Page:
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Historian, photographer
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Scroll down for a great article that was from a local paper in my hometown. The following photographs were taken at Camp Nelson National Cemetery south of Lexington, Kentucky yesterday.

This morning I attended a ceremony at the Kentucky Vietnam Veterans Memorial in Frankfort and it was very moving. Grown men who served in the war have dwindled in numbers rapidly. Men who were reduced to tears as the names were read, kneeling to pray, placing a flower upon the sundial that coordinated with the anniversary of the death of their comrade. I'd like to venture to the national World War II memorial next year to honor my grandfather who served in the war and received a Purple Heart.



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1. More than 1,800 veterans die every day in the United States.


2. Many Americans still have yet to realize the sacrifice many of these men and women gave for their country.


3. Unknown grave.


4.


5. There are thousands of graves.


6.


7. These graves are from the past two months.


8.


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A note on his grave
Letter placed on tombstone brings closure to soldier, sister
By Lee Ward, The Independent, May 26, 2008

ASHLAND — The prayers of Diana White received a bittersweet answer last week.

A Cincinnati resident and Westwood native whose brother, Joe Robinson, was killed in the Vietnam War, White said she prayed daily for 40 years she could have the chance to talk to someone who was with her brother when he died.

“I went to decorate the graves (last week) and found this note in a Ziploc bag,” she said. The note was left on her brother’s grave on March 30, from a soldier who served with her brother.

Patrick Roxberry of Bath, Pa., was haunted by the memory of Joseph Bruce Robinson.

“He has been on my mind every day since he died,” said Roxberry, 60, who is now a member of Veterans for Peace.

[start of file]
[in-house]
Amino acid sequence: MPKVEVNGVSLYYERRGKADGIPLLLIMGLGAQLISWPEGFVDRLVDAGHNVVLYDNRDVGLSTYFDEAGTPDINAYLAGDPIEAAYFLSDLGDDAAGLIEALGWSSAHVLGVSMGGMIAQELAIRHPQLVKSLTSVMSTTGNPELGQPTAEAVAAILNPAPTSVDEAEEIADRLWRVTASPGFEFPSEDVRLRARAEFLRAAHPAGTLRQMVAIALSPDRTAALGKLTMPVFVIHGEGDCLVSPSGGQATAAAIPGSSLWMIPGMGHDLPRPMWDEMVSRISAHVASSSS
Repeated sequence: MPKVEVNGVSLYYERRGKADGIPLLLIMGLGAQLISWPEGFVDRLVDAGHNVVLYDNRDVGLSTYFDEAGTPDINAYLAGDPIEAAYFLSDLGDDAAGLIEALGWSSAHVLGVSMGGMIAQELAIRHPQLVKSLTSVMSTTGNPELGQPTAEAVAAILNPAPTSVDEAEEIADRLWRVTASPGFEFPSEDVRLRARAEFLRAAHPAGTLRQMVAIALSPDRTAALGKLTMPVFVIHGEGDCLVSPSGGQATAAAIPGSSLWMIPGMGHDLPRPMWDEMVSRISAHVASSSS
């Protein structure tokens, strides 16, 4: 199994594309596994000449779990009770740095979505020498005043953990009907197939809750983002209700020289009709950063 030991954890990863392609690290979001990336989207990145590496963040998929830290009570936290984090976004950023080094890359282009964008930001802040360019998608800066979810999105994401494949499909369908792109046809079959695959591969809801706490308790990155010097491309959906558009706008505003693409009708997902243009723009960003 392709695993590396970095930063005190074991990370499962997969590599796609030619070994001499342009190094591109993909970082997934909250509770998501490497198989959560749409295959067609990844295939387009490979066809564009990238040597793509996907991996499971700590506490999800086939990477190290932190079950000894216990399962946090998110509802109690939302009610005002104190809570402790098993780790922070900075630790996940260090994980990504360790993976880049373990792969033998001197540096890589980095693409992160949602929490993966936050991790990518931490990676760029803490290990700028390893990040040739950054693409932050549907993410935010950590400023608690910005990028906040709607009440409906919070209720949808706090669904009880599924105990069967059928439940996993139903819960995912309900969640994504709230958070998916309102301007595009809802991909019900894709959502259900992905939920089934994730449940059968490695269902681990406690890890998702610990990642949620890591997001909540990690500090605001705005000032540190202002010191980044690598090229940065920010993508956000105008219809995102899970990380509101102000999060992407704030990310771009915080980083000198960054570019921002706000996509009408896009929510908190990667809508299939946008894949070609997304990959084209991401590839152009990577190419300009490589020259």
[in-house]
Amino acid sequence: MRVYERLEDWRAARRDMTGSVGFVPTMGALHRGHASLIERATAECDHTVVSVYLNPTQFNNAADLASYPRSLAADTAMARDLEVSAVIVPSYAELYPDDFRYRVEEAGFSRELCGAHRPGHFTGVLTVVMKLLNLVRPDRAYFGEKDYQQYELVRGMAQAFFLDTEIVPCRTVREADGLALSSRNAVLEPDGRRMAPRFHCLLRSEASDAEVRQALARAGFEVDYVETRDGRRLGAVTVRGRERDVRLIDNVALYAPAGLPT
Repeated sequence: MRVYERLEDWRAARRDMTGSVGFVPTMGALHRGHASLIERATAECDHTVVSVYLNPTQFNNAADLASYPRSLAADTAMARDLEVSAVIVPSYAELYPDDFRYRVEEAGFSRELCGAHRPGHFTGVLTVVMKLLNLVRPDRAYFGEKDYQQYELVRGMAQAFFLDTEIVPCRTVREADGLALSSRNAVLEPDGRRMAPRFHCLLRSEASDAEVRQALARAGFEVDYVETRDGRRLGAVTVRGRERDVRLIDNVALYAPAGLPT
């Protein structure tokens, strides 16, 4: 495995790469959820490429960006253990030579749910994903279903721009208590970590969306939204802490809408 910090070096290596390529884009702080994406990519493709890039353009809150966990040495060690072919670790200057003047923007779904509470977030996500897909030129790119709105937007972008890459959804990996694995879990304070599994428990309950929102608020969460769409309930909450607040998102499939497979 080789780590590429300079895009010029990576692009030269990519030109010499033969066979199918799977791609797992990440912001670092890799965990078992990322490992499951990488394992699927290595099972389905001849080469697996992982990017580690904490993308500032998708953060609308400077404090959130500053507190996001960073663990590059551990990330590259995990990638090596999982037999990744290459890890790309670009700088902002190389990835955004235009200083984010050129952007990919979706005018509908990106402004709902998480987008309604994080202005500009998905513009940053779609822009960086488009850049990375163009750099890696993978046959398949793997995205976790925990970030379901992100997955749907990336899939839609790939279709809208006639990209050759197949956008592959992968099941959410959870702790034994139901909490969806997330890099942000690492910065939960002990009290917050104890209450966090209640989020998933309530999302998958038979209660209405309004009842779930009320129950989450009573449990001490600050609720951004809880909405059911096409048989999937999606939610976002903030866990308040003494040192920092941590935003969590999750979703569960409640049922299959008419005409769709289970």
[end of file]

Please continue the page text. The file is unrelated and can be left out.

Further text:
“I wanted to go down and visit his grave for a long time, but I felt like I might not be able to handle it, so I put it off,” he said. “As I got older, I thought I’d better do it, to pay my respects to him.”

Roxberry said all he knew about Robinson was that he was from the Ashland area, so he called the Boyd County Public Library and learned he was buried at Rose Hill Burial Park.

“I only knew him for two months but in the situation, you develop very close relationships,” he said.

During his visit to Ashland, he also went to Fairview High School, where Robinson graduated. Those who work there were able to find one of his report cards from elementary school and photographs of Robinson for Roxberry to keep.

During the visit to his grave, Roxberry was able to see a newspaper clipping and learned that Robinson had a sister, so he decided to leave the plastic-wrapped note on the grave in hopes of getting in contact with White.

It was May 21 when White called Roxberry.

“This just really shook me up,” White said, recalling parts of her conversation with Roxberry. “He asked me if Joe was down there (in the cemetery) by himself and I told him no, he’s buried in the bell tower beside his grandmother.”

Robinson was killed Feb. 8, 1968, when White was a senior at Fairview.

“My brother was one of the first casualties of the Vietnam War from the area,” she said. “There wasn’t a funeral home large enough to accommodate the crowd, so they closed school that day and had the service in the auditorium and there were people lined up outside who wanted to be there.”

White said talking to Roxberry confirmed what she and her family were told by the government, that Robinson awoke when his unit was attacked by the Viet Cong and immediately retaliated. Robinson was awarded 10 medals of honor.

“They said he saved a lot of lives,” she said.

For Roxberry, meeting White was a positive experience.

“You never know how they’re going to take it,” he said of talking to survivors and stirring up memories. “I was reluctant to call her, so I left the note on the grave. I’m glad I did. I’d like to talk to his sister some more.”
 
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